According to the U.S. Consumer Product Safety Commission (CPSC) more than 91,000 people will go to an emergency room every year for trampoline related injuries. Of that number, 93 percent of those patients will be children under 15. Six children have reportedly died since 1990 from trampoline related injuries. The latest victim was a six-year-old girl from Tremont City, Ohio, who died in June from head injuries sustained after falling off a trampoline.
Most injuries occur when two children hit each other while they jump around together on the trampoline. Children are also injured after they land on their heads or necks, possibly resulting in paralysis or death. Cuts, scrapes, and broken bones can occur when children fall or jump off the trampoline or fall into uncovered coils and springs. Most of these injuries occur on trampolines in private homes.
What can parents do to keep their children safe? For one, insist that each child who wishes to play on the trampoline follow a basic set of rules. Remove children from the trampoline who refuse to follow the rules. Be firm and consistent. A few key rules that we suggest include the following:
- One child at a time plays on the trampoline. No exceptions.
- Somersaults expose children to potentially deadly head and neck injuries. Somersaults are not allowed. Do not allow children to even attempt a somersault on a trampoline.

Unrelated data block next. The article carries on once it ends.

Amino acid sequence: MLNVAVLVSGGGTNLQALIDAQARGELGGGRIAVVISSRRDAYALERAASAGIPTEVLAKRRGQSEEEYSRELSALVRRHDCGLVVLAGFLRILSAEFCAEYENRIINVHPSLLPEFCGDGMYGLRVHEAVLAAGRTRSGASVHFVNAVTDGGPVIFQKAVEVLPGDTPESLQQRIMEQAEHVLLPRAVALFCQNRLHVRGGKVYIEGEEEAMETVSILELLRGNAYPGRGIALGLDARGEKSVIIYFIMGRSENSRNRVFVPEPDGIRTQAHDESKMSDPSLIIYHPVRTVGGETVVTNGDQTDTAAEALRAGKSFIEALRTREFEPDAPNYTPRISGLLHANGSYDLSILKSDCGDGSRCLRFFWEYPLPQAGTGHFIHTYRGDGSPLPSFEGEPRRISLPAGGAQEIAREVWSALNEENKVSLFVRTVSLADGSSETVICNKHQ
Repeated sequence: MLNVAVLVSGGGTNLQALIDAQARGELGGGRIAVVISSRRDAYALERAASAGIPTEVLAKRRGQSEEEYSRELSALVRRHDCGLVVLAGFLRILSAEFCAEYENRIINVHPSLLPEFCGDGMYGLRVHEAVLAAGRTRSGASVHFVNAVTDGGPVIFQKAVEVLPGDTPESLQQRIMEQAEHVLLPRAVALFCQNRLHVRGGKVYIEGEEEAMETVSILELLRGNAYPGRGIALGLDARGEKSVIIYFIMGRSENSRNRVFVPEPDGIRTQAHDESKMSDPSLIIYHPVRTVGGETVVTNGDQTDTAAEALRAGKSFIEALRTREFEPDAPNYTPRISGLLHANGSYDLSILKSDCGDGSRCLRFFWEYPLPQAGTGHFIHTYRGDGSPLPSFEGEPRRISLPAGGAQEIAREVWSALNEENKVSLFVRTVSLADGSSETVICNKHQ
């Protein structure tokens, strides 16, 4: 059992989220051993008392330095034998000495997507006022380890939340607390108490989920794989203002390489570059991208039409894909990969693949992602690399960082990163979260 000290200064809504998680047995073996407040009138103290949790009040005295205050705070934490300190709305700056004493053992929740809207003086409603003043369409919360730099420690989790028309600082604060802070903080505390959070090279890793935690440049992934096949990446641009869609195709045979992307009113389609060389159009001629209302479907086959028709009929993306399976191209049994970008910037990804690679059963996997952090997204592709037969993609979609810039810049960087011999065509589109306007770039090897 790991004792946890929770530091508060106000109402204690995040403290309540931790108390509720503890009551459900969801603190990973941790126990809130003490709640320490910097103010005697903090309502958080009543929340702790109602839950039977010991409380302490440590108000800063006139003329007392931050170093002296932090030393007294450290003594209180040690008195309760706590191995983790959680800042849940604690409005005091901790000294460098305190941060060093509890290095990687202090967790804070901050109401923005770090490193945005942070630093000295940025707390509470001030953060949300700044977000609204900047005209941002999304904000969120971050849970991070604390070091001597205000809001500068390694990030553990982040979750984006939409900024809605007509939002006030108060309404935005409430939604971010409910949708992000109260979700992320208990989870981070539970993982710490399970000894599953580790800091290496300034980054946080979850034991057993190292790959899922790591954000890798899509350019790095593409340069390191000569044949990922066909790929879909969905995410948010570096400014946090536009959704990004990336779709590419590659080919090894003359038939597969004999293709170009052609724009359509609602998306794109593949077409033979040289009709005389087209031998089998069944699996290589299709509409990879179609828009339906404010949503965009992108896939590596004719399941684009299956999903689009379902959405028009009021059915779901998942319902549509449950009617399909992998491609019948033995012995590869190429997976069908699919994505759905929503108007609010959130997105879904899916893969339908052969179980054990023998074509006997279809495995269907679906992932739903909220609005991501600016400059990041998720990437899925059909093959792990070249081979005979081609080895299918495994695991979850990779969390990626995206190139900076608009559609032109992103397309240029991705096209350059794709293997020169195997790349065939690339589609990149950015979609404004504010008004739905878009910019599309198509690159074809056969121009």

- Children under the age of six should never be allowed on a trampoline.
- No one ever plays on the trampoline unless supervised by an adult.
Parents can take further steps to keep children safe on trampolines. Trampoline enclosures can help prevent falls from the trampoline, if they are installed properly. Always follow the manufacturer's instructions; failure to install enclosures properly may leave gaps between the trampoline and the enclosure posing a strangulation hazard.
Never keep a ladder or other access set up. This allows children to play on the trampoline without adult supervision. Always place the trampoline away from other structures. If a child happens to fall off the trampoline, he stands the risk of greater injury if he strikes another object. Trampolines must be fitted with shock-absorbing pads that cover the springs and the frame.
Most homeowners' insurance policies require that trampolines be kept enclosed within a fence. Placing the trampoline behind a secure fence will discourage neighborhood children from accessing the trampoline without permission.
The Kansas City child injury lawyers at Roswold Law Firm understand that the injury or death of a child causes a great deal of stress and a number of questions for a family. If your child has been injured, call Kansas City Accident Injury Attorneys at 888-348-2616 for more information about a free initial consultation. You can also find more information by downloading your free copy of the resource guide 10 Essential Steps You Must Take To Protect Your Personal Injury Claim.